Tuesday, January 26, 2010

Happy Birthday ...Happier Retirement

Today is my little brother's birthday. He's retiring this year, and entering into his geezer-hood and hopefully a little more relaxed rest of his life.

My brother is 5 years younger than I am. When we first shared a bedroom in that apartment building I wrote about the other day, the difference in age didn't seem to be that big a deal. It wasn't until I got to be a "big kid" that it pushed us into different worlds under the same roof. Sometimes in those early days we'd lie in the dark and not go to sleep, preferring to talk about important stuff like what we wanted for Christmas, or that evening's episode of "Superman".

On weekends during the summer, our family would pack the coolers and picnic baskets, and join uncles, cousins and Gram (who lived with us from the time Grampa died until she passed away). We'd drive up the Mohawk Trail, and find an empty table in the thick woods that grew along  the Cold River (a body of water that lived up to its name, even during the hottest days of the year).

While the adults were putting out the food and lighting the fire for hot dogs, we'd head for the water. Not the big, dammed-up Official Park Swimming Area, though. We stepped from stone to rock to log along the rushing water, till we came to "The Deep Spot" in the stream. It was probably about 10 feet around, and 6 or 7 feet deep, and there was a huge boulder from which  the truly brave would jump, provided no grownups were watching.
I remember learning to open my eyes under water there, so I could watch the fish that hid between the rocks. We probably spent more time out of the water than in it, soaking up the sun and recovering from the plunge into that swift-moving snow melt.

Before long, our stomachs told us it was time to head back to the table, and we shivered our way back along the rocks and logs. We ate...lots of food, played badminton, (which I believed for some time to be the game of  bad mitten), and sometimes horse shoes. We had a set of rubber horse shoes, which my mother bought for our safety. They were red and green and came with a pair of wooden stakes.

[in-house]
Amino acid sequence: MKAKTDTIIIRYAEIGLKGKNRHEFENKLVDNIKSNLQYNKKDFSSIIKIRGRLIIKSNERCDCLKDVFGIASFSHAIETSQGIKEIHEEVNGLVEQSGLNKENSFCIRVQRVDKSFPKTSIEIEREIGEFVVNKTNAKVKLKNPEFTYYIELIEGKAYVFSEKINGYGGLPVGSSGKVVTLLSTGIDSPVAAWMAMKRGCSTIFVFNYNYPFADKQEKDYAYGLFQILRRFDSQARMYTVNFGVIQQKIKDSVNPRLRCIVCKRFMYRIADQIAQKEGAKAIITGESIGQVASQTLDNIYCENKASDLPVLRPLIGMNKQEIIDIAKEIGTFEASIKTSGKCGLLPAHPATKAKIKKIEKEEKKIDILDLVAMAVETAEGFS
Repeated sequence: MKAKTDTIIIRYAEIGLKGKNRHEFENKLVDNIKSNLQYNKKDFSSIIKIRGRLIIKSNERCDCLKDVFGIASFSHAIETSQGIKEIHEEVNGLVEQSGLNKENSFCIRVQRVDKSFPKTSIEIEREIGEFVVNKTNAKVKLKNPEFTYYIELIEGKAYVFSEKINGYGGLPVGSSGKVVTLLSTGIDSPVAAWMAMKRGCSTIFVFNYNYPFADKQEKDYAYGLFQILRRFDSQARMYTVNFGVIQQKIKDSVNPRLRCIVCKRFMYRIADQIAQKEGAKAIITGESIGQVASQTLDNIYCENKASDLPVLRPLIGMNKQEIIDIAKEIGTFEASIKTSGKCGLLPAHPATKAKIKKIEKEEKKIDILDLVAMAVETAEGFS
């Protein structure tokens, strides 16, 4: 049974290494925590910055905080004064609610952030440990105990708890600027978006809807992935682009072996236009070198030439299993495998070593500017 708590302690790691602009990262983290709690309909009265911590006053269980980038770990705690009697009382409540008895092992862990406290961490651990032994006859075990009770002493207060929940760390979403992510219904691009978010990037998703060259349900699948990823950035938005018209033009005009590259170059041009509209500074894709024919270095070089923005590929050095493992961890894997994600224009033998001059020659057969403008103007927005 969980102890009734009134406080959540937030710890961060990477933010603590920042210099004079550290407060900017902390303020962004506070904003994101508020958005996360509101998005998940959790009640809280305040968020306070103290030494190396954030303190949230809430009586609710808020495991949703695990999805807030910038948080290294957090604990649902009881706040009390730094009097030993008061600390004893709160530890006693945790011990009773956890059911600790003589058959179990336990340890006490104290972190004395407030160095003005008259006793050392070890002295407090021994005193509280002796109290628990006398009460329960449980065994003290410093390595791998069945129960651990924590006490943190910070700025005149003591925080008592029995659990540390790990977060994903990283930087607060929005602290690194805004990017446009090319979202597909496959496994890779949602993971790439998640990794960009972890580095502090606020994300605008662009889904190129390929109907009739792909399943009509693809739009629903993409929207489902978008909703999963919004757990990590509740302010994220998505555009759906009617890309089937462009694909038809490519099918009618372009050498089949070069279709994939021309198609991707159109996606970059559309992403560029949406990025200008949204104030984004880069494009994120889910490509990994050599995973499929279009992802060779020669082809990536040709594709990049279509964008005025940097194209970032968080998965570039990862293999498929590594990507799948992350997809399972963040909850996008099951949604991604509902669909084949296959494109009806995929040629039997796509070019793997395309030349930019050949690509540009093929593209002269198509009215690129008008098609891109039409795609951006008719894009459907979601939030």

Finally, the mosquitoes would come out and remind us it was time to go.

Then there was vacation. Dad got 2 weeks off every summer from his job at G.E. We rented a cabin at the edge of a pond in a tiny town along the Mohawk Trail, much further east than the picnic grounds. A rowboat came with the cabin, and Dad would take my brother and me out in it bright and early, when the perch were biting and the air was frosty.

We had prepared for the trip by collecting as many "night crawlers" as we could find, placing the fat worms in a container of dirt, which was lodged carefully in its place in the trunk.
Warning: The following may be horrifying if you are an earthworm, or member of PETA...
We had a pair of metal rods attached to a long electric cord. We'd stick the rods into the front lawn, then plug them into an outlet through the front window. Up they'd come out of the ground: Lots of night crawlers. All we wanted. We'd feed them some oatmeal to make them feel better after their abrupt relocation. 

So there we were in the middle of the pond, and pretty soon breakfast was in the boat, wriggling around in the creel. We caught and ate many a perch on those trips. We also caught some bluegills...better known to us kids as "pumpkin seeds" because that's what they were shaped like. They weren't very good to eat, but we'd take them home and put them in the garden (everybody had a garden in those days) where they produced some really tasty tomatoes.

I remember the four of us sitting in the cabin, enjoying our catch. I'm sure there are many things about those days I can't recall any more, but those pictures were the ones that came to mind as I put my brother's birthday card into the mailbox today, then sent him an email when I realized it wouldn't make it in time.

Happy Birthday, young Geez. Many happy returns.

Blog at ya later,

Sunday, January 24, 2010

A Great Day for all Mankind

You can't really call me a prolific writer. I think you can call me a lazy writer, or just a lazy guy who sometimes writes. Yarntangler, on the other hand, is a prolific writer. She has written a blog a day this month, and during several months in the past, while I have been content to read her blogs, and some books, watch TV, and drink beer.

Which brings me to today's topic. Yarntangler told me I should Google "on this day in history" in search of inspiration for my long-overdue entry. So I did, and boy, was she right! I can't pass this one up.

On this day in 1935, the first beer in a can was sold in America. Richmond, Virginia to be exact, and it looked like this: